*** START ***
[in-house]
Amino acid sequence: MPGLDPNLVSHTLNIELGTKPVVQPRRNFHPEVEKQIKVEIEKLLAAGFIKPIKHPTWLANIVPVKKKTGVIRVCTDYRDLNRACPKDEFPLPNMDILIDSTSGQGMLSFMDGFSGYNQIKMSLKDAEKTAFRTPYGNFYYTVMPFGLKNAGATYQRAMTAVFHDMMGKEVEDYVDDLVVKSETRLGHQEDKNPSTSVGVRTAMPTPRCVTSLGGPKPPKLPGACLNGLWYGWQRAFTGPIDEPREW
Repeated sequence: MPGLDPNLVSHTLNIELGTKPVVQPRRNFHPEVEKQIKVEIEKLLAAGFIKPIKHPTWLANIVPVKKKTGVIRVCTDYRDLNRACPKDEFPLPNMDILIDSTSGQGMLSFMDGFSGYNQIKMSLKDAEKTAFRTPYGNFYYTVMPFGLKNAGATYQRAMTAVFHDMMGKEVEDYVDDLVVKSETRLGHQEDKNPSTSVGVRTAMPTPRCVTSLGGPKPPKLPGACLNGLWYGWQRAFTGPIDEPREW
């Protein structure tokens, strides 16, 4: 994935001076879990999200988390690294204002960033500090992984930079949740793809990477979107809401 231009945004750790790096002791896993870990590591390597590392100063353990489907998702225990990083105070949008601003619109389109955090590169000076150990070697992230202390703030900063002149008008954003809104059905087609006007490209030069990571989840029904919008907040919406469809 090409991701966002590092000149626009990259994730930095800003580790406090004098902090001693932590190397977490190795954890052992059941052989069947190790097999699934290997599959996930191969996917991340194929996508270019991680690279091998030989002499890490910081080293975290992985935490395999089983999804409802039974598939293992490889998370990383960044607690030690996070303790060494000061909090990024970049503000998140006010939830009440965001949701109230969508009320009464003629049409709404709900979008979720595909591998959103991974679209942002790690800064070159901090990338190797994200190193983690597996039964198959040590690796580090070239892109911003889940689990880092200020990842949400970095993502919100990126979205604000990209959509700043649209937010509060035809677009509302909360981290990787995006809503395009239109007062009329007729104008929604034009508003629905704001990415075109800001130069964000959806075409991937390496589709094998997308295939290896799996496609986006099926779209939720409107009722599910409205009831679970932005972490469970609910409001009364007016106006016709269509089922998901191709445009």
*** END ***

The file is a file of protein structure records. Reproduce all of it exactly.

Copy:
[in-house]
Amino acid sequence: MPGLDPNLVSHTLNIELGTKPVVQPRRNFHPEVEKQIKVEIEKLLAAGFIKPIKHPTWLANIVPVKKKTGVIRVCTDYRDLNRACPKDEFPLPNMDILIDSTSGQGMLSFMDGFSGYNQIKMSLKDAEKTAFRTPYGNFYYTVMPFGLKNAGATYQRAMTAVFHDMMGKEVEDYVDDLVVKSETRLGHQEDKNPSTSVGVRTAMPTPRCVTSLGGPKPPKLPGACLNGLWYGWQRAFTGPIDEPREW
Repeated sequence: MPGLDPNLVSHTLNIELGTKPVVQPRRNFHPEVEKQIKVEIEKLLAAGFIKPIKHPTWLANIVPVKKKTGVIRVCTDYRDLNRACPKDEFPLPNMDILIDSTSGQGMLSFMDGFSGYNQIKMSLKDAEKTAFRTPYGNFYYTVMPFGLKNAGATYQRAMTAVFHDMMGKEVEDYVDDLVVKSETRLGHQEDKNPSTSVGVRTAMPTPRCVTSLGGPKPPKLPGACLNGLWYGWQRAFTGPIDEPREW
């Protein structure tokens, strides 16, 4: 994935001076879990999200988390690294204002960033500090992984930079949740793809990477979107809401 231009945004750790790096002791896993870990590591390597590392100063353990489907998702225990990083105070949008601003619109389109955090590169000076150990070697992230202390703030900063002149008008954003809104059905087609006007490209030069990571989840029904919008907040919406469809 090409991701966002590092000149626009990259994730930095800003580790406090004098902090001693932590190397977490190795954890052992059941052989069947190790097999699934290997599959996930191969996917991340194929996508270019991680690279091998030989002499890490910081080293975290992985935490395999089983999804409802039974598939293992490889998370990383960044607690030690996070303790060494000061909090990024970049503000998140006010939830009440965001949701109230969508009320009464003629049409709404709900979008979720595909591998959103991974679209942002790690800064070159901090990338190797994200190193983690597996039964198959040590690796580090070239892109911003889940689990880092200020990842949400970095993502919100990126979205604000990209959509700043649209937010509060035809677009509302909360981290990787995006809503395009239109007062009329007729104008929604034009508003629905704001990415075109800001130069964000959806075409991937390496589709094998997308295939290896799996496609986006099926779209939720409107009722599910409205009831679970932005972490469970609910409001009364007016106006016709269509089922998901191709445009």